I am an assistant professor at the Department of Computer Science of the University of Helsinki, where I lead the Machine and Human Intelligence research group. I am also a member of the International Brain Laboratory and an off-site visiting scholar at New York University. My research spans probabilistic machine learning and computational and cognitive neuroscience.

Previously, I was a postdoc in Alex Pouget‘s lab in Geneva, Switzerland, and with Wei Ji Ma at NYU. I obtained my PhD at the Doctoral Training Centre for computational neuroscience based in Edinburgh, UK, working with Sethu Vijayakumar and Daniel Wolpert. I spent several months of my PhD at the Computational and Biological Learning Lab in Cambridge, UK.


Email: luigi.acerbi AT helsinki.fi
Twitter: @AcerbiLuigi
CrossValidated: lacerbi
GitHub: lacerbi

About the group

The Machine and Human Intelligence research group explores the mechanisms and processes at the basis of intelligent behavior in artificial and biological systems. We study brains and computers alike as statistical inference engines which are probabilistic, approximate, active, robust, and resource-constrained. We apply machine learning techniques to model human behavior, and take insights from problems in computational and cognitive neuroscience to develop new algorithms.

Our work in probabilistic machine learning has focused on developing robust methods to perform approximate Bayesian inference and Bayesian optimization with limited resources (e.g., only a few hundred likelihood evaluations). Check out our package Bayesian adaptive direct search for model fitting (via optimization), and Variational Bayesian Monte Carlo for Bayesian posterior and model inference. We also developed a technique to efficiently fit simulator-based models, inverse binomial sampling.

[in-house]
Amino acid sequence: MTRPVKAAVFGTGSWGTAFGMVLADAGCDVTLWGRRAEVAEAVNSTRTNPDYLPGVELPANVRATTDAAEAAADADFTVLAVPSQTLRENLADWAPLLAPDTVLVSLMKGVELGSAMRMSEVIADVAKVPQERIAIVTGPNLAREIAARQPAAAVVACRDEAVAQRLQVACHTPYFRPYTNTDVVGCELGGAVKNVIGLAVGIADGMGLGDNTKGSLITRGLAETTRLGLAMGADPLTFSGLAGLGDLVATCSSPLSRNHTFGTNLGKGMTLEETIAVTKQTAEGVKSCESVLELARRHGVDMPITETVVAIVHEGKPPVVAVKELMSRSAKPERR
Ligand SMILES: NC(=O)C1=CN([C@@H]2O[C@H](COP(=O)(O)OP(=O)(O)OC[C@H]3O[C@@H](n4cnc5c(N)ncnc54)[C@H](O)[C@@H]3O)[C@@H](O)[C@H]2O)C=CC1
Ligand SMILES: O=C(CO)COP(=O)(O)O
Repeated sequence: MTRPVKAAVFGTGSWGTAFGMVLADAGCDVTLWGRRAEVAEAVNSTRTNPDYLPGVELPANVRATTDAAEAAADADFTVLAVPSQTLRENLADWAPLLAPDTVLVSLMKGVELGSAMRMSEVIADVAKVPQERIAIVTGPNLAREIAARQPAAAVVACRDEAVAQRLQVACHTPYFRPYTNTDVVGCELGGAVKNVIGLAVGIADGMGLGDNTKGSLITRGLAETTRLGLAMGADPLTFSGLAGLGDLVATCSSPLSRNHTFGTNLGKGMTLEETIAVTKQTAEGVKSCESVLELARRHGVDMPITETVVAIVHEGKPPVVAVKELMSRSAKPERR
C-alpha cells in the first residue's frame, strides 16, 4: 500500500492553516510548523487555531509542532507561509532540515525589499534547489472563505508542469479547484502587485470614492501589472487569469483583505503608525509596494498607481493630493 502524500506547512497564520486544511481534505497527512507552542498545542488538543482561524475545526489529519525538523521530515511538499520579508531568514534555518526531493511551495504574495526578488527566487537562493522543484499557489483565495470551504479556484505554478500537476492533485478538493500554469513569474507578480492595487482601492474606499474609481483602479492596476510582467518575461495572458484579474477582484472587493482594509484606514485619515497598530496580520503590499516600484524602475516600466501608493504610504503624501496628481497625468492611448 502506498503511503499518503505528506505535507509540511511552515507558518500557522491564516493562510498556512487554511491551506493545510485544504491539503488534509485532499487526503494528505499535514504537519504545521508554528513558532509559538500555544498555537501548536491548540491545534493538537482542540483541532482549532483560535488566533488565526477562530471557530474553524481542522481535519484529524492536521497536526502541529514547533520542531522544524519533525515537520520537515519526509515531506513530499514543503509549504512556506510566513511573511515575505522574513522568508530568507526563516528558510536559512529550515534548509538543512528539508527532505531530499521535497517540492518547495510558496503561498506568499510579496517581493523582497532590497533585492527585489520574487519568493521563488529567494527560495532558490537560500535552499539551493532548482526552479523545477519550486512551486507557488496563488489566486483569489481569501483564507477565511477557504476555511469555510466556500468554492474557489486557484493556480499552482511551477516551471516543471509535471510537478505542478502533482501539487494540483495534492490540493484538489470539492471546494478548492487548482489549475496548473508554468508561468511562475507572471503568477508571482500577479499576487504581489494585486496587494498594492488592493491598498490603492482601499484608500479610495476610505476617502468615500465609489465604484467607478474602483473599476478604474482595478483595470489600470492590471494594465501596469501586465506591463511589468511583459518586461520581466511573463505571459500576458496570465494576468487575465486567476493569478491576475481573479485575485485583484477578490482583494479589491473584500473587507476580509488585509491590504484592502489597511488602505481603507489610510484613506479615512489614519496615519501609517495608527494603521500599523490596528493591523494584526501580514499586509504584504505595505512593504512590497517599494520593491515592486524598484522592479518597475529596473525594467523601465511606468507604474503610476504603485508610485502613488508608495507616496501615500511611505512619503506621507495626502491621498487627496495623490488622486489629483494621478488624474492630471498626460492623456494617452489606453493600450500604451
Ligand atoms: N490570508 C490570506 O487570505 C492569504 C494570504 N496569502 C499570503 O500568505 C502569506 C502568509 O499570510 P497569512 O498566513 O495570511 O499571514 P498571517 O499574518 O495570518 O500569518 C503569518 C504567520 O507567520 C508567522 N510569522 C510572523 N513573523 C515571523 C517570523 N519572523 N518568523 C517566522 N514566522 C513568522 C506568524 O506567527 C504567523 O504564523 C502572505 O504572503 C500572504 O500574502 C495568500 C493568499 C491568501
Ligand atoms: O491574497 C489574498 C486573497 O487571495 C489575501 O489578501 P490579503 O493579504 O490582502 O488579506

Our research in computational neuroscience focuses on investigating how we can model human and animal decision making by accounting for resource limitations and different sources of suboptimality. We are particularly interested in how the brain combines different sources of perceptual information when there are multiple possible underlying explanations (causal inference), and in how the brain represents probabilistic beliefs (priors), and how these beliefs are formed, updated, and used for decision making under uncertainty. We explore these questions with mathematical modelling and computational analysis of behavioral experiments.

See our Publications page for more information about our research.


Student collaborators

  • Nisheet Patel (Department of Neuroscience, University of Geneva)
  • Berk Gerçek (Department of Neuroscience, University of Geneva)
  • Yanli Zhou (Center for Data Science, NYU)
  • Xiang Li (Department of Psychology, NYU)